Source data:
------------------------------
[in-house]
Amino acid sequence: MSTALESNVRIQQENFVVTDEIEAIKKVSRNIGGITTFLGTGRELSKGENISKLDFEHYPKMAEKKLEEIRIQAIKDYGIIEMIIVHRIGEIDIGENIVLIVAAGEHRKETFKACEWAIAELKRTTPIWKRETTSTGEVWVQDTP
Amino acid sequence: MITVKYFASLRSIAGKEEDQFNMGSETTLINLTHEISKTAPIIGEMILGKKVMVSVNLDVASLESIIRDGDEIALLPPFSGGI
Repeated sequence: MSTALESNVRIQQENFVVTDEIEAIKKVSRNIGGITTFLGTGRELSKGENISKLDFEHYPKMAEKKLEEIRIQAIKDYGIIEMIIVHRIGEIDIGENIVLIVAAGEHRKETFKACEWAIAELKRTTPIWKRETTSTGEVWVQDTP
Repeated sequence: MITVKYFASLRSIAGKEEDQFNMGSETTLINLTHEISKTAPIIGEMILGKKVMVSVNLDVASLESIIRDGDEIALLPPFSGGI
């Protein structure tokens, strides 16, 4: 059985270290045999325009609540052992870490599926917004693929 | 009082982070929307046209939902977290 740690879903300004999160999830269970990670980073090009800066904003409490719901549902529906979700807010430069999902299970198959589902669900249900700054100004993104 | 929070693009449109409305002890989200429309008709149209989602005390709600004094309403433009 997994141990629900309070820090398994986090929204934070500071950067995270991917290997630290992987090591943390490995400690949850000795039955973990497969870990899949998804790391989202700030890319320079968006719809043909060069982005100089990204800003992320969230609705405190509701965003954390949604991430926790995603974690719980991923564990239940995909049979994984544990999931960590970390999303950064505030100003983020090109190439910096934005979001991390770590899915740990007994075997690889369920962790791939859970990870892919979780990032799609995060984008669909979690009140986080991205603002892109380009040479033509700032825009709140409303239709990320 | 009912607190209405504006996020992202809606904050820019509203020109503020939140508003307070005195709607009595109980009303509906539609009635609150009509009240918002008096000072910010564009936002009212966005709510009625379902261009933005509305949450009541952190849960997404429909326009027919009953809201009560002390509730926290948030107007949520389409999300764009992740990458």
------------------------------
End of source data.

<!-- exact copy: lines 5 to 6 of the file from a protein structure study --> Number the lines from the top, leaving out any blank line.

Repeated sequence: MITVKYFASLRSIAGKEEDQFNMGSETTLINLTHEISKTAPIIGEMILGKKVMVSVNLDVASLESIIRDGDEIALLPPFSGGI
């Protein structure tokens, strides 16, 4: 059985270290045999325009609540052992870490599926917004693929 | 009082982070929307046209939902977290 740690879903300004999160999830269970990670980073090009800066904003409490719901549902529906979700807010430069999902299970198959589902669900249900700054100004993104 | 929070693009449109409305002890989200429309008709149209989602005390709600004094309403433009 997994141990629900309070820090398994986090929204934070500071950067995270991917290997630290992987090591943390490995400690949850000795039955973990497969870990899949998804790391989202700030890319320079968006719809043909060069982005100089990204800003992320969230609705405190509701965003954390949604991430926790995603974690719980991923564990239940995909049979994984544990999931960590970390999303950064505030100003983020090109190439910096934005979001991390770590899915740990007994075997690889369920962790791939859970990870892919979780990032799609995060984008669909979690009140986080991205603002892109380009040479033509700032825009709140409303239709990320 | 009912607190209405504006996020992202809606904050820019509203020109503020939140508003307070005195709607009595109980009303509906539609009635609150009509009240918002008096000072910010564009936002009212966005709510009625379902261009933005509305949450009541952190849960997404429909326009027919009953809201009560002390509730926290948030107007949520389409999300764009992740990458």